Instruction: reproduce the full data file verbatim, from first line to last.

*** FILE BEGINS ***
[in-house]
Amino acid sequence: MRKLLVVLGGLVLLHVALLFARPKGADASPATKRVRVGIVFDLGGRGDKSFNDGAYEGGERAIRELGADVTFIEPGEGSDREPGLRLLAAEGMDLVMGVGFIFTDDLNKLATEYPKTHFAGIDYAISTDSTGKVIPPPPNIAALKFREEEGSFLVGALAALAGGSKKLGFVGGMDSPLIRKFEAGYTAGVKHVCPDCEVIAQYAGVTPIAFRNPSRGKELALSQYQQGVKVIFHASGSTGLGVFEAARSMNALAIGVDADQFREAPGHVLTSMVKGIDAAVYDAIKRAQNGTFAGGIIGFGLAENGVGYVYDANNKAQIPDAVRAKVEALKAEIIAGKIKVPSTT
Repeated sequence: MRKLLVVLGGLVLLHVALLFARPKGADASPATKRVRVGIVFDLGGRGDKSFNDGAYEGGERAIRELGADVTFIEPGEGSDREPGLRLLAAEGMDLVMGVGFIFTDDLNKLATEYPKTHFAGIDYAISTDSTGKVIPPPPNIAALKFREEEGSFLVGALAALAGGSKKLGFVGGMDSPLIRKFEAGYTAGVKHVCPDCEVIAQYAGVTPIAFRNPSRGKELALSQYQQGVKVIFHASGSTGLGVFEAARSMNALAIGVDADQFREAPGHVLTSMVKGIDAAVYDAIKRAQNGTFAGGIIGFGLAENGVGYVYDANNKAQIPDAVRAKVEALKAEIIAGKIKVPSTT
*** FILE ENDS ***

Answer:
[in-house]
Amino acid sequence: MRKLLVVLGGLVLLHVALLFARPKGADASPATKRVRVGIVFDLGGRGDKSFNDGAYEGGERAIRELGADVTFIEPGEGSDREPGLRLLAAEGMDLVMGVGFIFTDDLNKLATEYPKTHFAGIDYAISTDSTGKVIPPPPNIAALKFREEEGSFLVGALAALAGGSKKLGFVGGMDSPLIRKFEAGYTAGVKHVCPDCEVIAQYAGVTPIAFRNPSRGKELALSQYQQGVKVIFHASGSTGLGVFEAARSMNALAIGVDADQFREAPGHVLTSMVKGIDAAVYDAIKRAQNGTFAGGIIGFGLAENGVGYVYDANNKAQIPDAVRAKVEALKAEIIAGKIKVPSTT
Repeated sequence: MRKLLVVLGGLVLLHVALLFARPKGADASPATKRVRVGIVFDLGGRGDKSFNDGAYEGGERAIRELGADVTFIEPGEGSDREPGLRLLAAEGMDLVMGVGFIFTDDLNKLATEYPKTHFAGIDYAISTDSTGKVIPPPPNIAALKFREEEGSFLVGALAALAGGSKKLGFVGGMDSPLIRKFEAGYTAGVKHVCPDCEVIAQYAGVTPIAFRNPSRGKELALSQYQQGVKVIFHASGSTGLGVFEAARSMNALAIGVDADQFREAPGHVLTSMVKGIDAAVYDAIKRAQNGTFAGGIIGFGLAENGVGYVYDANNKAQIPDAVRAKVEALKAEIIAGKIKVPSTT